https://www.google.co.jp/maps/dir/%E3%82%A6%E3%82%A7%E3%82%B9%E3%83%88+%E3%83%A1%E3%83%B3%E3%83%95%E3%82%A3%E3%82%B9+West+Memphis/%E3%83%A1%E3%83%B3%E3%83%95%E3%82%A3%E3%82%B9+Memphis/@35.0808055,-90.3191757,10z/data=!4m15!4m14!1m5!1m1!1s0x87d570e0406747bf:0xef0a2f9113976454!2m2!1d-90.1845388!2d35.1464797!1m5!1m1!1s0x87d57e1eea439745:0xd193f315601ab6fe!2m2!1d-90.0489801!2d35.1495343!3e1!4e1?hl

My questions are:
 - Are there any alternative routes for a bicycle to enter downtown Memphis? (Is Harahan bridge travellable now?)
 - If no alternatives, are there any bus services which accept a passenger with a bicycle?

I really look forward to your information.

Regards,
Shin
98
Routes / Re: Pacific Coast Highway on a road bike?
« Last post by staehpj1 on June 28, 2015, 08:14:22 am »
It depends on how heavy or light you pack.  My preference would be to take less than 15 pounds of light backpacking gear and a road bike, but a minimalist style isn't for everyone.  You can go a bit heavier too, but I wouldn't go too heavy on a road bike.  If carrying a good bit more you might consider a trailer with your road bike.

In any case a lot of the coast is very hilly so be sure you have low enough gearing.

Is this trip a one time thing?  If so I definitely wouldn't buy a new bike just for it.

BTW, bikepacking bags or even just strapping on stuff sacks can work well for lighter loads.  Packing very light, you might manage with a roll under the handle bars and one under/behind the seat.

PS: John's numbers sound reasonable to me except, I would not worry as much about a carbon frame or fork.
99
Routes / Re: Pacific Coast Highway on a road bike?
« Last post by John Nelson on June 28, 2015, 08:13:41 am »
From where to where exactly?

A touring bike is generally considered a sub-class of road bikes. For most touring situations, a touring bike has a number of advantages over a standard road bike: longer wheelbase for stability, more attachment points for panniers and water bottles, longer chainstays to avoid heel strike, steel frame for strength, clearance for wider tires, lower gearing, stronger wheels, etc. But if you keep your load light, a regular road bike can be used.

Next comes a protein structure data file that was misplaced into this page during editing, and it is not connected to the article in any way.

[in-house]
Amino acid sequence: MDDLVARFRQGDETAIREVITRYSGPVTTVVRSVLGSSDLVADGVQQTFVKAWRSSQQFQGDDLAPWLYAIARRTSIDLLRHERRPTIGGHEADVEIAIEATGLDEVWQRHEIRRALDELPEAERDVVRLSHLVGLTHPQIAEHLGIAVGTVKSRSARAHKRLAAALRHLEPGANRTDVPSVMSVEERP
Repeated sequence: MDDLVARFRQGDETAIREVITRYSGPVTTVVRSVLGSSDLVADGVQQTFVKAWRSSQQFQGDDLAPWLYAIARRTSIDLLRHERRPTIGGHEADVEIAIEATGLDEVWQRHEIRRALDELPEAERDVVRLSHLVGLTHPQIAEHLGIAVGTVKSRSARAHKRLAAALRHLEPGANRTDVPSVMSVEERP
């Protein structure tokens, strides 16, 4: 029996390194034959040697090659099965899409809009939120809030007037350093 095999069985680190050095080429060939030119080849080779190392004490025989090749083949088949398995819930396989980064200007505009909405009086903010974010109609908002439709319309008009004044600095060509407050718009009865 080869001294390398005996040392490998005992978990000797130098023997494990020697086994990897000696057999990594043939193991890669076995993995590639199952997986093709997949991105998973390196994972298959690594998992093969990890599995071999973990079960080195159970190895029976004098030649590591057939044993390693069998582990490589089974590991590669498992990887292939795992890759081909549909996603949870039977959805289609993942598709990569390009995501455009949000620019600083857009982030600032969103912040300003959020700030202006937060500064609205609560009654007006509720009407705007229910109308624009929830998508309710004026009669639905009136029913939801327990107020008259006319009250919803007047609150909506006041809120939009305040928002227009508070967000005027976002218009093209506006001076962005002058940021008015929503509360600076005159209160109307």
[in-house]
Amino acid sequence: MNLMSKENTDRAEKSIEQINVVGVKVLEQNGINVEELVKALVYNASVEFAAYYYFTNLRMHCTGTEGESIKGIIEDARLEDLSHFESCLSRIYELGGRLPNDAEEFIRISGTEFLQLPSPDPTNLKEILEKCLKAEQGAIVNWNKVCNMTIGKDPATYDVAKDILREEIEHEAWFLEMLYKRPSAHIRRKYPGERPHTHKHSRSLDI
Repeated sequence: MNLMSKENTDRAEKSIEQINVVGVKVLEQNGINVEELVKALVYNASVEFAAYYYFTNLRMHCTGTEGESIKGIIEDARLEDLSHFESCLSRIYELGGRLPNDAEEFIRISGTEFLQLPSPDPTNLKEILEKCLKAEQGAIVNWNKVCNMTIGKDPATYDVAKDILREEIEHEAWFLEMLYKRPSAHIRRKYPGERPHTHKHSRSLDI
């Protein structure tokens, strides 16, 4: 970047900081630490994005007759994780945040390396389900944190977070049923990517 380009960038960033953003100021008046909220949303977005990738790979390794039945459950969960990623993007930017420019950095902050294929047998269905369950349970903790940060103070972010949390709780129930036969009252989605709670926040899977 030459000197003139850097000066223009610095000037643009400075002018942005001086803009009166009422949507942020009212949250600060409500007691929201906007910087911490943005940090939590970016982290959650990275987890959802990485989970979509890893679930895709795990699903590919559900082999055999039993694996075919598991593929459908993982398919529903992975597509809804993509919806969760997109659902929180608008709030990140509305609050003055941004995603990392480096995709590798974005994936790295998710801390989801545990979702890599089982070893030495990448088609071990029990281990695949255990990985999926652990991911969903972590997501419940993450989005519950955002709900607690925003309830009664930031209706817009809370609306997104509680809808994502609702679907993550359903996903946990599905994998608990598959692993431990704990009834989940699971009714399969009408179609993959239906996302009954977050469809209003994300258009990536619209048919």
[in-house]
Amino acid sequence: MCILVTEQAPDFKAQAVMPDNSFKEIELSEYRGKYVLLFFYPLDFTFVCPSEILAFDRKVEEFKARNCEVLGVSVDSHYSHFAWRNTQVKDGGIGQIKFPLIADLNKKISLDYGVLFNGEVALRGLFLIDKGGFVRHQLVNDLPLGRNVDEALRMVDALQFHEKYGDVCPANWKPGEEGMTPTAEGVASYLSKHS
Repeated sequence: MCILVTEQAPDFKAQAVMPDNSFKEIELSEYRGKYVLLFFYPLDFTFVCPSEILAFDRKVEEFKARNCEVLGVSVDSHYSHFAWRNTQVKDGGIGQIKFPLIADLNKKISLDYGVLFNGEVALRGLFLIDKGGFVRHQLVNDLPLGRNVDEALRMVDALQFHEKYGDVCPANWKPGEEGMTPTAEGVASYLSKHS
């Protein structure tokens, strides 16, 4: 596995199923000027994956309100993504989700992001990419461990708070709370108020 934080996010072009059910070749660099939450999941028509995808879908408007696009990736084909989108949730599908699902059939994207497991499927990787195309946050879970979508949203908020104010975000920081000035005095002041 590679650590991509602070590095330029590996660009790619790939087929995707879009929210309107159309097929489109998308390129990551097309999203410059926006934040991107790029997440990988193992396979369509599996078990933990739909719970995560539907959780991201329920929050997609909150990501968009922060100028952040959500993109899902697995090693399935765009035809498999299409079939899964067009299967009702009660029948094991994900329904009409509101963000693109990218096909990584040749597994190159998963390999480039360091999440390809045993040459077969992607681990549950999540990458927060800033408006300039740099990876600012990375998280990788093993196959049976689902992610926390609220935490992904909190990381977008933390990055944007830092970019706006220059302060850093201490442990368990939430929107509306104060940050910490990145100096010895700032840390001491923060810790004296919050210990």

I would say it depends on the weight of your load. If the total weight of your gear (including panniers and racks) is less than 30 pounds, a regular road bike can be used. If your road bike is full carbon, or even if it's just a carbon fork, I'd probably want to keep the load under 20 pounds.

If I had a regular road bike and a touring bike sitting side-by-side in my garage, I'd take the touring bike. If you travel super-light (less than 15 pounds), however, a regular road bike will help keep the weight down and make you faster.
100
Routes / Re: Pacific Coast Highway on a road bike?
« Last post by bobbys beard on June 28, 2015, 05:25:15 am »
As far as the roads are concerned, there's nothing I remember that a road bike couldn't cope with.

I find it better to think of touring as lots of rides, rather than one big ride. If you're a keen biker, you will be no stranger to riding on a daily basis. How long do you plan to ride versus your usual distances?

On the PCH, you can easily plan to ride between accommodation each day, so if you didn't want to take too much gear, it would easily be done on a credit card. If you plan on camping a lot (it's a beautiful route to camp on), there are several incredibly lightweight tents and sleeping bags, but they're not cheap.

Personally, I think a touring bike is better, just because it's better designed for long trips and the weight of luggage and water, however people also do these trips on unicycles, so a road bike shouldn't be any problem at all!
Pages: 1 ... 8 9 [10]